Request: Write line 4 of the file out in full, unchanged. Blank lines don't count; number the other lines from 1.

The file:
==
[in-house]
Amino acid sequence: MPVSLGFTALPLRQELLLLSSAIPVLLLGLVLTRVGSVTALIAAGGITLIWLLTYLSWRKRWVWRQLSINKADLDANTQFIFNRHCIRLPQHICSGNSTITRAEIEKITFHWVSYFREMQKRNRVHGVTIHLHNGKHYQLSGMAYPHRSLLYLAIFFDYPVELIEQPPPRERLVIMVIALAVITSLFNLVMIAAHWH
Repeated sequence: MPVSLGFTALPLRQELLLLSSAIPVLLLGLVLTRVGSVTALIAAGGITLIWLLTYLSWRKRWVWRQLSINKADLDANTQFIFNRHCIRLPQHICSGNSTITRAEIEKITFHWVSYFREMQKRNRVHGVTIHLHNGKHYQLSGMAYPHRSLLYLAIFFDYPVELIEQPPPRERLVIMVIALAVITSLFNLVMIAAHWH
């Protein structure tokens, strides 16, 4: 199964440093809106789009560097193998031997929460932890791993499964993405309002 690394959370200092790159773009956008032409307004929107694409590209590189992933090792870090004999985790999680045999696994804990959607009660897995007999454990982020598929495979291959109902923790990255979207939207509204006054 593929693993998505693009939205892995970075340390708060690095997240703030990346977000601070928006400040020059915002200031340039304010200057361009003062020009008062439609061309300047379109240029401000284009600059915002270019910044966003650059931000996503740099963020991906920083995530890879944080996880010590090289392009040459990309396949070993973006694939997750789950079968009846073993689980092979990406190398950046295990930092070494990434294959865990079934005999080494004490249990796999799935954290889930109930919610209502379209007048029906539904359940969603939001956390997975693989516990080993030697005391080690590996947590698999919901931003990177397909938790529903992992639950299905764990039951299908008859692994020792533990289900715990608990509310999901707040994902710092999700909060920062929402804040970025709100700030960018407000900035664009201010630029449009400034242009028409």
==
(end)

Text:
């Protein structure tokens, strides 16, 4: 199964440093809106789009560097193998031997929460932890791993499964993405309002 690394959370200092790159773009956008032409307004929107694409590209590189992933090792870090004999985790999680045999696994804990959607009660897995007999454990982020598929495979291959109902923790990255979207939207509204006054 593929693993998505693009939205892995970075340390708060690095997240703030990346977000601070928006400040020059915002200031340039304010200057361009003062020009008062439609061309300047379109240029401000284009600059915002270019910044966003650059931000996503740099963020991906920083995530890879944080996880010590090289392009040459990309396949070993973006694939997750789950079968009846073993689980092979990406190398950046295990930092070494990434294959865990079934005999080494004490249990796999799935954290889930109930919610209502379209007048029906539904359940969603939001956390997975693989516990080993030697005391080690590996947590698999919901931003990177397909938790529903992992639950299905764990039951299908008859692994020792533990289900715990608990509310999901707040994902710092999700909060920062929402804040970025709100700030960018407000900035664009201010630029449009400034242009028409």